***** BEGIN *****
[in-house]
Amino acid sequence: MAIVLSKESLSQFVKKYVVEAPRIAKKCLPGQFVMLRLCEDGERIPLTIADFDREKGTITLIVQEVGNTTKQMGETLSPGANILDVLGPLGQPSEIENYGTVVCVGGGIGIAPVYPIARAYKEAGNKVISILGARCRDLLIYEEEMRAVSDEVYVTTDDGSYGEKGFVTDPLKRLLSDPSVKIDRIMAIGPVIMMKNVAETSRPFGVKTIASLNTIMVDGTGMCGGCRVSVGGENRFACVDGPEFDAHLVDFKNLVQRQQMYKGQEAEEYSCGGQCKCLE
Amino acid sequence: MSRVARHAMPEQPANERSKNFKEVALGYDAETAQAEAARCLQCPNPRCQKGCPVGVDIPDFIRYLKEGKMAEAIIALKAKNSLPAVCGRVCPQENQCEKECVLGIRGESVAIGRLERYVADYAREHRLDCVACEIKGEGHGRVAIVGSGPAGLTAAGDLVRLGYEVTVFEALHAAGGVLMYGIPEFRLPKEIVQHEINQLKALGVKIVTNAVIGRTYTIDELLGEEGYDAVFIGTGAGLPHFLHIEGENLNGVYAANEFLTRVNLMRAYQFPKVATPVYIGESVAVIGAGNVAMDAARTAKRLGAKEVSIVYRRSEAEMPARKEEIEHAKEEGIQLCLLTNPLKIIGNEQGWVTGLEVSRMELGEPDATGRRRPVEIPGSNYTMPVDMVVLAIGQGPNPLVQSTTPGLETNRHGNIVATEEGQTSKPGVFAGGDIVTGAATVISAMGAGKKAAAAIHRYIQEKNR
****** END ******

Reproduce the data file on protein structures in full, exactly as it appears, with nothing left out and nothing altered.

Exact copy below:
[in-house]
Amino acid sequence: MAIVLSKESLSQFVKKYVVEAPRIAKKCLPGQFVMLRLCEDGERIPLTIADFDREKGTITLIVQEVGNTTKQMGETLSPGANILDVLGPLGQPSEIENYGTVVCVGGGIGIAPVYPIARAYKEAGNKVISILGARCRDLLIYEEEMRAVSDEVYVTTDDGSYGEKGFVTDPLKRLLSDPSVKIDRIMAIGPVIMMKNVAETSRPFGVKTIASLNTIMVDGTGMCGGCRVSVGGENRFACVDGPEFDAHLVDFKNLVQRQQMYKGQEAEEYSCGGQCKCLE
Amino acid sequence: MSRVARHAMPEQPANERSKNFKEVALGYDAETAQAEAARCLQCPNPRCQKGCPVGVDIPDFIRYLKEGKMAEAIIALKAKNSLPAVCGRVCPQENQCEKECVLGIRGESVAIGRLERYVADYAREHRLDCVACEIKGEGHGRVAIVGSGPAGLTAAGDLVRLGYEVTVFEALHAAGGVLMYGIPEFRLPKEIVQHEINQLKALGVKIVTNAVIGRTYTIDELLGEEGYDAVFIGTGAGLPHFLHIEGENLNGVYAANEFLTRVNLMRAYQFPKVATPVYIGESVAVIGAGNVAMDAARTAKRLGAKEVSIVYRRSEAEMPARKEEIEHAKEEGIQLCLLTNPLKIIGNEQGWVTGLEVSRMELGEPDATGRRRPVEIPGSNYTMPVDMVVLAIGQGPNPLVQSTTPGLETNRHGNIVATEEGQTSKPGVFAGGDIVTGAATVISAMGAGKKAAAAIHRYIQEKNR